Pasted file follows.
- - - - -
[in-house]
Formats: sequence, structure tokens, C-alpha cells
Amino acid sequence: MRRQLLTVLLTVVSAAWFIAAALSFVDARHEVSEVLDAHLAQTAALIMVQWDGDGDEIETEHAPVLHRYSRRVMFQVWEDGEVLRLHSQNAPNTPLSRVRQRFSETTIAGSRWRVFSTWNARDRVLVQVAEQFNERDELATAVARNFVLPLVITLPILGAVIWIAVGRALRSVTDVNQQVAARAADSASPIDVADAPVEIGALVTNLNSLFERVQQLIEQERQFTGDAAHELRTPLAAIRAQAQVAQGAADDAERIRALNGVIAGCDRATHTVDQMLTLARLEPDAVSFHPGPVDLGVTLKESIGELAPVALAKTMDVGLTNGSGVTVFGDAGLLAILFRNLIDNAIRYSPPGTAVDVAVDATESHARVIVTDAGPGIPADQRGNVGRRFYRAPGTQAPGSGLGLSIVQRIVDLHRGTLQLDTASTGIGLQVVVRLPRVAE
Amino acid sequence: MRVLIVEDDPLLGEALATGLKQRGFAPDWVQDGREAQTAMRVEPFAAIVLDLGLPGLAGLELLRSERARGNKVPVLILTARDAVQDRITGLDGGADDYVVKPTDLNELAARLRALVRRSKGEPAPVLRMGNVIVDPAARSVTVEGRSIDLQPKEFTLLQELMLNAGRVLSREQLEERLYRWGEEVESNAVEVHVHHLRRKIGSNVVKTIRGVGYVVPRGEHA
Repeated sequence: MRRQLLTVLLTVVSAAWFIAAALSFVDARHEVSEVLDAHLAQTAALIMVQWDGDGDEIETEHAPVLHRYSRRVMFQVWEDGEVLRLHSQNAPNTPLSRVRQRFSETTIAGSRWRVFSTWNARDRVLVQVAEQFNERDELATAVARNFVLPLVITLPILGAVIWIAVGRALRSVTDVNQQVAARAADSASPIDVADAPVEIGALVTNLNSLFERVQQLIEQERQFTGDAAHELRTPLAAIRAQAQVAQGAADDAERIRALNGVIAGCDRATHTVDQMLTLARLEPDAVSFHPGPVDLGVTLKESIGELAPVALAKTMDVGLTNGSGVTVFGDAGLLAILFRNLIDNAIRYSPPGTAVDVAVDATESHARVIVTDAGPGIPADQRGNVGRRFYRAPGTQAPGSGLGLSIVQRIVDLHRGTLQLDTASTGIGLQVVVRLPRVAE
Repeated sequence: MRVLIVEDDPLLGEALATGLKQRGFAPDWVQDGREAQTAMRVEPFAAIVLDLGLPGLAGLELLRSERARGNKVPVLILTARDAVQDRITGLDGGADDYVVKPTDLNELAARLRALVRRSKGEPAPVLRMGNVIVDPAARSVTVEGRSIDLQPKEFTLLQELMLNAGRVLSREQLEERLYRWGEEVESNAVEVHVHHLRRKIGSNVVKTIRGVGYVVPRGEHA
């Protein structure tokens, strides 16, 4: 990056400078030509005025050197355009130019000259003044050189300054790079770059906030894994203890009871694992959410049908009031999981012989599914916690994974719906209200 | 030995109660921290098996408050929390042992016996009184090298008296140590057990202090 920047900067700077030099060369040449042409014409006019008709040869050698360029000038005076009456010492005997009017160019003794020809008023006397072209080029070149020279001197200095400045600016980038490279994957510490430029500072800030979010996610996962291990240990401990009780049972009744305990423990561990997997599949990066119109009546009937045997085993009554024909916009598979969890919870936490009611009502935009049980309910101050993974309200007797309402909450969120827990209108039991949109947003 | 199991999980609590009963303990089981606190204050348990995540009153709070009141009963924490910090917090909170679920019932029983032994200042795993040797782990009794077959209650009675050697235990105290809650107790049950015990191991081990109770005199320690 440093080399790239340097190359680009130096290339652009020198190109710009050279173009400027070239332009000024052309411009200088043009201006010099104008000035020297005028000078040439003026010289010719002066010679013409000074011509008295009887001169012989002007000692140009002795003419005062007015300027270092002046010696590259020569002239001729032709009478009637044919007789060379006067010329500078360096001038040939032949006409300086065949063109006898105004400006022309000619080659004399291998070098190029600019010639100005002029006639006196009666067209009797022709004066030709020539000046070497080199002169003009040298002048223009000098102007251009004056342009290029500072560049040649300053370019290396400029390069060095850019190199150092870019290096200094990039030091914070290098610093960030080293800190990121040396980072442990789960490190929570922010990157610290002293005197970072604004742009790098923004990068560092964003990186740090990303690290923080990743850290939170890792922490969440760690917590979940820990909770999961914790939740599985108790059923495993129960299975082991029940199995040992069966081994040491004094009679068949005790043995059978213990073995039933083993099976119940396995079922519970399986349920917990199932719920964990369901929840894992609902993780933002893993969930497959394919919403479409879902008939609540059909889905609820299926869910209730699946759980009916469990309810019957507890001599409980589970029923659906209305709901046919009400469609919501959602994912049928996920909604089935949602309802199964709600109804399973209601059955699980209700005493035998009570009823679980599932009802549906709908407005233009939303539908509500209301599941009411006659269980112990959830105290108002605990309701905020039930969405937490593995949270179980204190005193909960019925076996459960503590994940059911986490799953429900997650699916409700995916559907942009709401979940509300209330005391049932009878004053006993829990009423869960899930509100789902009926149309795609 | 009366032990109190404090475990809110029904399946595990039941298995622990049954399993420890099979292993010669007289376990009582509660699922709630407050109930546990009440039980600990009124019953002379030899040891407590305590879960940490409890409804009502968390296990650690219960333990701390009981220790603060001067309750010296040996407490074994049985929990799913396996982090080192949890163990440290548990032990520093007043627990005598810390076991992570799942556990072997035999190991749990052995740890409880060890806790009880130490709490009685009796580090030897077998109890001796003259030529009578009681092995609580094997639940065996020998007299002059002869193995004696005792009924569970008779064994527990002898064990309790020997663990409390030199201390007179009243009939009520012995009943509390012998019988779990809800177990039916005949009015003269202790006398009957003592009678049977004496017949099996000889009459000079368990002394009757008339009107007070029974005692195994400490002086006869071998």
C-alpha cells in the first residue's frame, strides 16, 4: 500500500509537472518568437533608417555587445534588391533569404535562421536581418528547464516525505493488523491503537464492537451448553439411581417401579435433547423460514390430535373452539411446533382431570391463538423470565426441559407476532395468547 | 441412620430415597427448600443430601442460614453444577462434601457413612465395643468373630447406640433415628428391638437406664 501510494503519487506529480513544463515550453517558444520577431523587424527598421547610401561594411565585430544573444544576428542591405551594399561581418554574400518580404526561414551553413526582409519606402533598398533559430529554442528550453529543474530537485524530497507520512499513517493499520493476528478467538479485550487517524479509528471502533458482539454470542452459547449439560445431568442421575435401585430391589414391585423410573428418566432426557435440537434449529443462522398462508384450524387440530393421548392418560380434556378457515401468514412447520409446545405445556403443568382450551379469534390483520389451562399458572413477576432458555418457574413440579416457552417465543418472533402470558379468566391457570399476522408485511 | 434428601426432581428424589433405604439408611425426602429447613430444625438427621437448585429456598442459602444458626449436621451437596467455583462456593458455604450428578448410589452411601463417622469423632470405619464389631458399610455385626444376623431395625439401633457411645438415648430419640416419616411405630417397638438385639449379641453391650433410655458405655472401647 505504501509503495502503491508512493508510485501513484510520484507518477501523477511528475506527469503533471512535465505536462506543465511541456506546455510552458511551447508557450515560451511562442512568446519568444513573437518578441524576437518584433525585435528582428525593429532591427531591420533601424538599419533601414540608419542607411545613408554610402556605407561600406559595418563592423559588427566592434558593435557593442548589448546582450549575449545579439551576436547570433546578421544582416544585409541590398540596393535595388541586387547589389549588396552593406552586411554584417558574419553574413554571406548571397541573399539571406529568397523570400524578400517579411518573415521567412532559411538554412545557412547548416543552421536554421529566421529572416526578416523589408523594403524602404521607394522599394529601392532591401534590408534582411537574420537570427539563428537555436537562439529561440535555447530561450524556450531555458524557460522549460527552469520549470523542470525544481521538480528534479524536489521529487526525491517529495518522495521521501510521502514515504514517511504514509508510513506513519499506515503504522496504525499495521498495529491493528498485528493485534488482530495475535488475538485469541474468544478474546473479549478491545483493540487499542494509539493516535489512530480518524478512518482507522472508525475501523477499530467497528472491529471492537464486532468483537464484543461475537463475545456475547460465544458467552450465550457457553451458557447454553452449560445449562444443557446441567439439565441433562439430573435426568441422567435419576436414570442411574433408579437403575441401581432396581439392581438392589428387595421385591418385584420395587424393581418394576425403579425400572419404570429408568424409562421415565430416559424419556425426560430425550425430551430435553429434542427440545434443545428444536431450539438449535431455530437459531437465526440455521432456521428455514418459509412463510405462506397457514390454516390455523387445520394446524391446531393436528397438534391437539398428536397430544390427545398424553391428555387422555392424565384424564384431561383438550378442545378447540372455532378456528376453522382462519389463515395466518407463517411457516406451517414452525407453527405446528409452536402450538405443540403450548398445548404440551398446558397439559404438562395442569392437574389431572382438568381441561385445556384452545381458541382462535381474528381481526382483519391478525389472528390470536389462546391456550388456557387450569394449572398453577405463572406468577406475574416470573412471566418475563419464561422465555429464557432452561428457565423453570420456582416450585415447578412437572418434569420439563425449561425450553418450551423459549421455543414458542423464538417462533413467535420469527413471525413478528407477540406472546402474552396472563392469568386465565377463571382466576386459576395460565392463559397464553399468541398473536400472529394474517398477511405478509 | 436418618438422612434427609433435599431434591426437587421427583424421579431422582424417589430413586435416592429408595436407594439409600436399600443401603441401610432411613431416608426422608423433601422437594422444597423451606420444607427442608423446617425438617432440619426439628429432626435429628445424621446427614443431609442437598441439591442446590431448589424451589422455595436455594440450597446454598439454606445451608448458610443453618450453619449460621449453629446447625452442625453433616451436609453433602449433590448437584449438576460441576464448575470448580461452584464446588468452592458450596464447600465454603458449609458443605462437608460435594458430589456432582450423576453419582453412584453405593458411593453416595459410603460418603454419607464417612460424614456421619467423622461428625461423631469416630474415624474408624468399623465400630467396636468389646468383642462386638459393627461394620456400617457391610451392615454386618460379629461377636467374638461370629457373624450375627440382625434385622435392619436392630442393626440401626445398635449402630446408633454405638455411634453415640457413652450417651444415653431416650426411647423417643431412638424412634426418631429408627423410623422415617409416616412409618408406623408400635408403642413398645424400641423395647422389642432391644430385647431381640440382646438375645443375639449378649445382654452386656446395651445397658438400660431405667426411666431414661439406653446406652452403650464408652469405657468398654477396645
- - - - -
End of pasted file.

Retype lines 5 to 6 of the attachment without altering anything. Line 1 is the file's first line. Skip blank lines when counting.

Repeated sequence: MRRQLLTVLLTVVSAAWFIAAALSFVDARHEVSEVLDAHLAQTAALIMVQWDGDGDEIETEHAPVLHRYSRRVMFQVWEDGEVLRLHSQNAPNTPLSRVRQRFSETTIAGSRWRVFSTWNARDRVLVQVAEQFNERDELATAVARNFVLPLVITLPILGAVIWIAVGRALRSVTDVNQQVAARAADSASPIDVADAPVEIGALVTNLNSLFERVQQLIEQERQFTGDAAHELRTPLAAIRAQAQVAQGAADDAERIRALNGVIAGCDRATHTVDQMLTLARLEPDAVSFHPGPVDLGVTLKESIGELAPVALAKTMDVGLTNGSGVTVFGDAGLLAILFRNLIDNAIRYSPPGTAVDVAVDATESHARVIVTDAGPGIPADQRGNVGRRFYRAPGTQAPGSGLGLSIVQRIVDLHRGTLQLDTASTGIGLQVVVRLPRVAE
Repeated sequence: MRVLIVEDDPLLGEALATGLKQRGFAPDWVQDGREAQTAMRVEPFAAIVLDLGLPGLAGLELLRSERARGNKVPVLILTARDAVQDRITGLDGGADDYVVKPTDLNELAARLRALVRRSKGEPAPVLRMGNVIVDPAARSVTVEGRSIDLQPKEFTLLQELMLNAGRVLSREQLEERLYRWGEEVESNAVEVHVHHLRRKIGSNVVKTIRGVGYVVPRGEHA